Robbie Maltby

May 22, 2024


[For a more detailed understanding of Bitcoin and what it means for our current financial system, read The Bitcoin Standard by Saifedean Ammous]
Until quite recently, I viewed Bitcoin simply as a new, more efficient way to make and receive payments.
I'd heard about the limited number of Bitcoins and how its supply couldn't be inflated. However, since I'd learned economics from Yanis Varoufakis (heavily influenced by John Maynard Keynes), I was always sceptical of Bitcoin being useful for mass adoption.
The downside of trusting experts is that you never truly understand what they're telling you.

Keynesian Economics

In short, Varoufakis (via Keynes) had me believe that without the ability to inject new 'liquidity' into the economy i.e. print more money, the money supply would not be fit for purpose.
The Keynesian economist relies on the following axiom:
Aggregate expenditure is equal to aggregate income.
Not spending is essentially bad because (according to Keynes) it means less income for the economy. "Austerity" therefore doesn't work because it cripples the economy just when it needs spending the most.
It takes into account game theory, where participants notice that others aren't spending, and therefore withhold their cash. When this happens, there is no liquidity (cash) in the economy to keep trade moving and so everything grinds to a halt - until and unless someone makes the first move and starts spending again.
However, where Keynesians fall short is in their solution to this 'problem.' They suggest we should spend our way out of it, regardless of economic cycles, through government intervention and an increased money supply.

In reality, stopping spending (periodically) is a good thing. It shows that the market value of goods is over-priced and that resources have been misallocated. More on this in a moment...

2008 Financial Crisis

Let's take the post-2008 financial crisis as an example, when the housing bubble burst. Banks had gotten involved in unmitigated lending, with money they did not have, to people who were at a high risk of defaulting on their mortgages.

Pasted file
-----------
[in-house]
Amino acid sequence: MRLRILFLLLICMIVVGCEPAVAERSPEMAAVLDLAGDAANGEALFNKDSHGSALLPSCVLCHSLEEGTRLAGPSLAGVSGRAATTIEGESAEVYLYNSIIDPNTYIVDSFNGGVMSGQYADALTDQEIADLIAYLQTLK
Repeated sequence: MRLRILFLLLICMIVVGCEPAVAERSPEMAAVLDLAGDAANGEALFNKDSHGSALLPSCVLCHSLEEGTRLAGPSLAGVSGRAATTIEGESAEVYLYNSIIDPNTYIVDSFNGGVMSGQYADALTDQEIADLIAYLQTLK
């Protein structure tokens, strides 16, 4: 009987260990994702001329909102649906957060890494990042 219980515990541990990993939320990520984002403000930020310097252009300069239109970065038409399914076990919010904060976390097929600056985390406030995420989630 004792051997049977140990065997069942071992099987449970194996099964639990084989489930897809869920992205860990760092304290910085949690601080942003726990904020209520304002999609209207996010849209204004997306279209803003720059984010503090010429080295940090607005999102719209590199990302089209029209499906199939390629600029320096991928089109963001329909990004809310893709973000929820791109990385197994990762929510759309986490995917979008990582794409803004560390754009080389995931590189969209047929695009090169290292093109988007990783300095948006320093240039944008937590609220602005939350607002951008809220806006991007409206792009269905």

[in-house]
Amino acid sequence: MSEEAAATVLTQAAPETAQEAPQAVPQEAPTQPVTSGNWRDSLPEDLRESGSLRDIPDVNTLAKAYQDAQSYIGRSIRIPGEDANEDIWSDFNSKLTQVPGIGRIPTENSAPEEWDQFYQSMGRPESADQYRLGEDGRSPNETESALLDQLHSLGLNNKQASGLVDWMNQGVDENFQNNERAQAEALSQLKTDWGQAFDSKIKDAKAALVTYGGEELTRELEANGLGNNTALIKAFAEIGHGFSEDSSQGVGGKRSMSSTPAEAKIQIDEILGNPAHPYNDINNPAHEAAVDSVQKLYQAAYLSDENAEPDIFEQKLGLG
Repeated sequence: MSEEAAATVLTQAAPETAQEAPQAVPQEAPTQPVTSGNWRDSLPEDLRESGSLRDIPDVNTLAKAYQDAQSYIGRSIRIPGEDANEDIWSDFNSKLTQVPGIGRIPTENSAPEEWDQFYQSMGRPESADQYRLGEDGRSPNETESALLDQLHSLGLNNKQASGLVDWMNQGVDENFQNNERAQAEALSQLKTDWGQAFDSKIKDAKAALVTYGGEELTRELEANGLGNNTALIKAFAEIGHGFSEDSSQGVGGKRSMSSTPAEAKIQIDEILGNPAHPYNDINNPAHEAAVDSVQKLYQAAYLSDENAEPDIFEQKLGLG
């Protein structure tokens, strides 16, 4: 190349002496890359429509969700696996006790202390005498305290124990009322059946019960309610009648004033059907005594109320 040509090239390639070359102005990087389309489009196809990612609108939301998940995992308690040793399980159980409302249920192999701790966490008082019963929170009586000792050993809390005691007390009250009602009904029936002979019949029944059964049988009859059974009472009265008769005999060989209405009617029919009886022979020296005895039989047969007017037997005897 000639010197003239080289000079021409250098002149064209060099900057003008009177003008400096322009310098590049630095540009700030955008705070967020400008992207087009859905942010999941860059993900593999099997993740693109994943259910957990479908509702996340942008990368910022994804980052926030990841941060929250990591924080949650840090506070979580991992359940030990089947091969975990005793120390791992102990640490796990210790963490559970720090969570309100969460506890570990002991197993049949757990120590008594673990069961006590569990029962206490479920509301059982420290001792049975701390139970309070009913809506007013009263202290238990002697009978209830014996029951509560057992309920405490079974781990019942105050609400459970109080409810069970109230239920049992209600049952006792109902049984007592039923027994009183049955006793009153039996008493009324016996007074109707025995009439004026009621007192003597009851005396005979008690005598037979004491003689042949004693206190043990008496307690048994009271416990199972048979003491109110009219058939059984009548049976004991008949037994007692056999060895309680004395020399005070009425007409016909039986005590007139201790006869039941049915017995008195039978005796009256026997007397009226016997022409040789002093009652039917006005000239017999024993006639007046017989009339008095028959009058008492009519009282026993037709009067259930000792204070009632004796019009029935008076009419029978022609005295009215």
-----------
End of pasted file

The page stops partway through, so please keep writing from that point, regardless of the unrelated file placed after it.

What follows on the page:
When the bubble burst and people couldn't pay back their loans, not only did people lose their homes, but banks couldn't cover their own obligations, which led to a financial collapse.

What caused this in the first place was the ability for banks to create enormous amounts of debt (money) out of thin air. The only reason they could do this was the backing of a lender of last resort, the central bank - essentially a government-controlled entity.

If the banks had not been given carte blanche by the government central banks, they would have been far more careful about lending to people. Too many defaults and those banks would've had to close down, so they would've been much less likely to engage in irresponsible lending.

By eliminating the risk of defaults from irresponsible lending, the government (via the central banks) are essentially choosing what we ALL spend our money on.

This goes for every industry that the government funds, which becomes 'too big to fail.' If the government backs it, then it doesn't matter how bad the investments perform, or how overpriced they become, because the money supply to those investments is practically unlimited. The people who pay for those investments are all of us, in the form of a higher cost of living due to inflation.

To the average citizen, this all seems pretty normal. The government decides what industries can't fail (banking in this instance) and their money supply is limitless.

But what happens when all the money that's being pumped into an industry doesn't come good? Not only is the money wasted; it also 'wastes' other truly productive forms of human effort that would have developed further had all the attention and money not been focused on the government-directed investments.

So, to come back to my earlier point, and Varoufakis' error: by continuing to spend regardless of a natural reset (or recession) that takes place after bubbles burst, we actually short-circuit the ability for people to begin 'choosing' what is truly useful to them and what is not, and allow the price of the good to reflect that.

For example, if people realise they aren't going to get a mortgage they can't afford, they aren't going to focus on it, and they will think of other ways to improve their living standards and/or make investment returns. This would allow house prices to drop to a level that the market (people) are comfortable paying, without government intervention.

Government Spending and Real Estate

Government spending and monetary policies such as quantitative easing (printing money for failed banks), low-interest rates, and various housing incentives have significantly boosted investments in real estate.

While real estate is an important utility, and can even offer rental incomes, government support has inflated its attractiveness compared to other asset classes.

As a result, people tend to invest in real estate over other productive assets, such as equities in companies that could be developing innovative products and services and/or making the ones we already have more efficient and therefore cost effective.

Most essential products and services become cheaper with increased investment due to economies of scale and improved efficiencies. Ideally, housing prices should also become more affordable with investment, but government policies inflate demand and prevent true market corrections.

Global Asset Value Distribution.png

Bitcoin for Saving